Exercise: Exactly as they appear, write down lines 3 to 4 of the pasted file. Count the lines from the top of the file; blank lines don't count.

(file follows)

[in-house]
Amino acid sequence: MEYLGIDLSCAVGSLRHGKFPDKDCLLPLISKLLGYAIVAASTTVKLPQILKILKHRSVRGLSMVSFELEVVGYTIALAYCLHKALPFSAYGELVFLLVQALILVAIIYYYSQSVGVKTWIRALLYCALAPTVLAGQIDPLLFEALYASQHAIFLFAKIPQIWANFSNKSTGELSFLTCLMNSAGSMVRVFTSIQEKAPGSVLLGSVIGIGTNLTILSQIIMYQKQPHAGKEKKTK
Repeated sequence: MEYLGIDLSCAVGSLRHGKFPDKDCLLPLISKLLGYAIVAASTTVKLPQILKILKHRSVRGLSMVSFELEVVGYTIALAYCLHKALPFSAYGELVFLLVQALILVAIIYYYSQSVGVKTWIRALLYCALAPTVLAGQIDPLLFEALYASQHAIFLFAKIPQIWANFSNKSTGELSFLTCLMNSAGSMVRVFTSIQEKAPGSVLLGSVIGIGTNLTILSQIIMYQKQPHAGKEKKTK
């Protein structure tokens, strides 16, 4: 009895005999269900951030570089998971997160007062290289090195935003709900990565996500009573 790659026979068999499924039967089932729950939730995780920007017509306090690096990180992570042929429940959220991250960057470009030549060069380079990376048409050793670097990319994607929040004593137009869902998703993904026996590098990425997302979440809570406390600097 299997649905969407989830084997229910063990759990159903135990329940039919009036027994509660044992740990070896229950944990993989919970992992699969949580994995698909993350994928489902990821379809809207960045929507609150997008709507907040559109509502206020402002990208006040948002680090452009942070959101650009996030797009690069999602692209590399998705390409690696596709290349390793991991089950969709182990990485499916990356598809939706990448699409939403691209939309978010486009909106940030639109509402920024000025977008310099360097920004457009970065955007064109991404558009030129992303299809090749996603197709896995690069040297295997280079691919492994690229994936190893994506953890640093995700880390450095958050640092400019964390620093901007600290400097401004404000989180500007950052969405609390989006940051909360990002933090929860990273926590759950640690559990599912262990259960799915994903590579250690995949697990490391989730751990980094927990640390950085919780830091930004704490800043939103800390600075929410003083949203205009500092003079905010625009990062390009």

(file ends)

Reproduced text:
Repeated sequence: MEYLGIDLSCAVGSLRHGKFPDKDCLLPLISKLLGYAIVAASTTVKLPQILKILKHRSVRGLSMVSFELEVVGYTIALAYCLHKALPFSAYGELVFLLVQALILVAIIYYYSQSVGVKTWIRALLYCALAPTVLAGQIDPLLFEALYASQHAIFLFAKIPQIWANFSNKSTGELSFLTCLMNSAGSMVRVFTSIQEKAPGSVLLGSVIGIGTNLTILSQIIMYQKQPHAGKEKKTK
């Protein structure tokens, strides 16, 4: 009895005999269900951030570089998971997160007062290289090195935003709900990565996500009573 790659026979068999499924039967089932729950939730995780920007017509306090690096990180992570042929429940959220991250960057470009030549060069380079990376048409050793670097990319994607929040004593137009869902998703993904026996590098990425997302979440809570406390600097 299997649905969407989830084997229910063990759990159903135990329940039919009036027994509660044992740990070896229950944990993989919970992992699969949580994995698909993350994928489902990821379809809207960045929507609150997008709507907040559109509502206020402002990208006040948002680090452009942070959101650009996030797009690069999602692209590399998705390409690696596709290349390793991991089950969709182990990485499916990356598809939706990448699409939403691209939309978010486009909106940030639109509402920024000025977008310099360097920004457009970065955007064109991404558009030129992303299809090749996603197709896995690069040297295997280079691919492994690229994936190893994506953890640093995700880390450095958050640092400019964390620093901007600290400097401004404000989180500007950052969405609390989006940051909360990002933090929860990273926590759950640690559990599912262990259960799915994903590579250690995949697990490391989730751990980094927990640390950085919780830091930004704490800043939103800390600075929410003083949203205009500092003079905010625009990062390009």